Snapshots of good urban design: A loft apartment building in downtown Los Angeles. A campus village at Ohio State University. A free-WiFi space for entrepreneurs in the heart of London. An internationally themed public market in Minneapolis. In more than 1,100 blog entries over the past four years, Neil Takemoto has been offering up examples of what he calls “CoolTowns”—well-designed city projects, the kinds of things that produce a frisson of exhilaration and desire in economist Richard Florida's famed “creative class.” (In the late '90s, Takemoto and Florida were at a meeting where someone suggested to Florida that he write a book; a few years later, The Rise of the Creative Class appeared.) And Takemoto, 38, knows from design: A graduate of the University of Oregon's architecture school, he worked with Andrés Duany to create the National Town Builders Association in 1997, a trade group of smart growth/new urbanism developers. Several years later, when his interests turned to infill, Takemoto left the association to start CoolTown Studios and pursue cutting-edge urban development.
Within two years, an investment group took notice and told Takemoto he was focused on the kind of market they wanted to invest in. Now, Takemoto is able to help developers tap into a $150 million fund to create projects like the ones he researches and writes about. (Read more about it at www.cooltowninvestments.com.) His efforts are already bearing fruit: A five-story warehouse in Syracuse, N.Y., is being transformed into a live/work space for artists and musicians. There are also a few smaller projects under way in Washington, D.C., which Takemoto has called home for several years.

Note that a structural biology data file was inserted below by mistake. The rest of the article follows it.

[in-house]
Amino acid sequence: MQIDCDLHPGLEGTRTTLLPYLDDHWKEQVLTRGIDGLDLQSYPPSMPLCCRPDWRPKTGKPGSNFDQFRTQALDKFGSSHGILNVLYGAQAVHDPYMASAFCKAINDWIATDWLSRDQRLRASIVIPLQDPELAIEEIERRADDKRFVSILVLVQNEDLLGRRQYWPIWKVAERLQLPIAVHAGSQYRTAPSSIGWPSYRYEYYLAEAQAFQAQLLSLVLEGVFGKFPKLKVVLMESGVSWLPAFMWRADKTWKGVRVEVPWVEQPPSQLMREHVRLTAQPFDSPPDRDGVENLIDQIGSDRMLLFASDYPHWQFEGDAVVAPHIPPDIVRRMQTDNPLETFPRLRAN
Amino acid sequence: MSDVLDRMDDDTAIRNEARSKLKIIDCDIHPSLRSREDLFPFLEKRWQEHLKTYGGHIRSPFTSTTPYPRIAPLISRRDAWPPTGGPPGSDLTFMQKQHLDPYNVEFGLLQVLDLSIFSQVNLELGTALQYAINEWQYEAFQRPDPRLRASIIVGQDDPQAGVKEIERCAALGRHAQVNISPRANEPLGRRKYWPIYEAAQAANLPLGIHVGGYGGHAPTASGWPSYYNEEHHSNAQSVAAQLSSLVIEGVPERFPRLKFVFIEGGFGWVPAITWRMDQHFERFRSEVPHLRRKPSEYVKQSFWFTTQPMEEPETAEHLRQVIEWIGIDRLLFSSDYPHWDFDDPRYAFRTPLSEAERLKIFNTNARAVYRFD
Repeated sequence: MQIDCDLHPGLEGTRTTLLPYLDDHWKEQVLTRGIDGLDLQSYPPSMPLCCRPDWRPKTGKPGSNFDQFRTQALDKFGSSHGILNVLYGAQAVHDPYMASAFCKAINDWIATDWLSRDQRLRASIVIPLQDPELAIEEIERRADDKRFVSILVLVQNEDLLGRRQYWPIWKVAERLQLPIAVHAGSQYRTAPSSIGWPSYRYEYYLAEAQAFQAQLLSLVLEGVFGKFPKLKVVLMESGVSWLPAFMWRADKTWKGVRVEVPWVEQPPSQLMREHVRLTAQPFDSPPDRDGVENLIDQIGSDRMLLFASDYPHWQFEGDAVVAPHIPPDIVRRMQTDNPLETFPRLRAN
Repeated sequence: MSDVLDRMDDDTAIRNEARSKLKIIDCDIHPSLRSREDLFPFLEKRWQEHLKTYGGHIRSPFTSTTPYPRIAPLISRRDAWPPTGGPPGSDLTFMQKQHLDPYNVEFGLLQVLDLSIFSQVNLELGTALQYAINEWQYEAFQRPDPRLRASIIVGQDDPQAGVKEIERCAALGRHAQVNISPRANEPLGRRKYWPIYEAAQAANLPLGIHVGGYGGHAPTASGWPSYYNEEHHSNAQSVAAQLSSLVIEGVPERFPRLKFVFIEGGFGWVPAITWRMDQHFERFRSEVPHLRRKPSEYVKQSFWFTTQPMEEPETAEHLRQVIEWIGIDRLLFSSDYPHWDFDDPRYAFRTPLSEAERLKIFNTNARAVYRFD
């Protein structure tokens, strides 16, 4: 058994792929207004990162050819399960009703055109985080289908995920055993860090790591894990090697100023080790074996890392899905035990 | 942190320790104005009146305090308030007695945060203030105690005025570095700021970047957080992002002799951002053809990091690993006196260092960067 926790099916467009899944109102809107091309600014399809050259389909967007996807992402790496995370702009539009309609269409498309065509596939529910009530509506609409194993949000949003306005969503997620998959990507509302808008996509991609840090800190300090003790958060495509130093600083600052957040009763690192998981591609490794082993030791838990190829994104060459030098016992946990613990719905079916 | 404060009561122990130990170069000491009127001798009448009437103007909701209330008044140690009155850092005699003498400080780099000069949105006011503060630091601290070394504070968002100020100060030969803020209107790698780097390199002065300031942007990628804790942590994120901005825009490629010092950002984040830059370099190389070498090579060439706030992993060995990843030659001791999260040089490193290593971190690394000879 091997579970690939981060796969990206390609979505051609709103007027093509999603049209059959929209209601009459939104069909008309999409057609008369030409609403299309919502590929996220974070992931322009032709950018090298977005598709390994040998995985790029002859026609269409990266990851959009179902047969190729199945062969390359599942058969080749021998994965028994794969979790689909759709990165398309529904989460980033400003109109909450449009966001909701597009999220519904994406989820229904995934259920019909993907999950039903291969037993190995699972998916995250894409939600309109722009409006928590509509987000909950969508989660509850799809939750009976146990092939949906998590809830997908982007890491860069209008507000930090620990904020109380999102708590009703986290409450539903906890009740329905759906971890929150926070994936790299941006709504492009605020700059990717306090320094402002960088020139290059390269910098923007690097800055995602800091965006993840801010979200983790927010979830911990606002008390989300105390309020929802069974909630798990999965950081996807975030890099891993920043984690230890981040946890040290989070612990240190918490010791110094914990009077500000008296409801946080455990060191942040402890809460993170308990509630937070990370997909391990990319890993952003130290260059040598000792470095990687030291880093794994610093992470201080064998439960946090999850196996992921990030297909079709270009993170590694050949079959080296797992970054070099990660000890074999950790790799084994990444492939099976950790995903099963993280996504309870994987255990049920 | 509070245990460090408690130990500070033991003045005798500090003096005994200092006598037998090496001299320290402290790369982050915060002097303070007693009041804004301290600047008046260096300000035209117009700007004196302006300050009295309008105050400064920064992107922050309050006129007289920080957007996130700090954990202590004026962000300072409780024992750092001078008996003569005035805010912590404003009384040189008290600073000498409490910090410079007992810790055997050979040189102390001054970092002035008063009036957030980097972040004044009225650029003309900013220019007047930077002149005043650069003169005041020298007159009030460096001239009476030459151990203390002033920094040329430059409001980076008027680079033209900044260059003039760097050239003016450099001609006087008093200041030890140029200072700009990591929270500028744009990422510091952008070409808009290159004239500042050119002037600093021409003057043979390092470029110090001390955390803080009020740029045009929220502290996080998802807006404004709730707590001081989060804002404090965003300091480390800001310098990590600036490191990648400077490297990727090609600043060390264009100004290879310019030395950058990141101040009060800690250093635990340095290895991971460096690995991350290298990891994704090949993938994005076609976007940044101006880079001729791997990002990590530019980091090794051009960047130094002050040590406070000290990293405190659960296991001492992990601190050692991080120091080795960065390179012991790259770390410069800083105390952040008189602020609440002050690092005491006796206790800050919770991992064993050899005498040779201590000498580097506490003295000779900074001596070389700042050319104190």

Now that CoolTown Studios' website has achieved a certain critical mass—it gets more than 27,000 unique viewers each month—Takemoto is ready for his next step: creating beta communities. Basically, says Takemoto, with beta communities “we establish a group of customers [for developers] before [they] develop a product.” His beta community website, www.cooltownbeta.com, will be ready to roll soon.
So what can architects do to help? “There's been a bar-raising movement of people working and building things collaboratively,” says Takemoto, who would like to see the profession become more engaged in teaching the public about the principles of good design. And beta communities offer designers a direct connection to urban dwellers. “I think if architects take the charrette approach and apply that to [individual buildings],” he says, “and developers hire these architects to help transform the beta communities' ideas [into reality]—I think that's how you innovate.”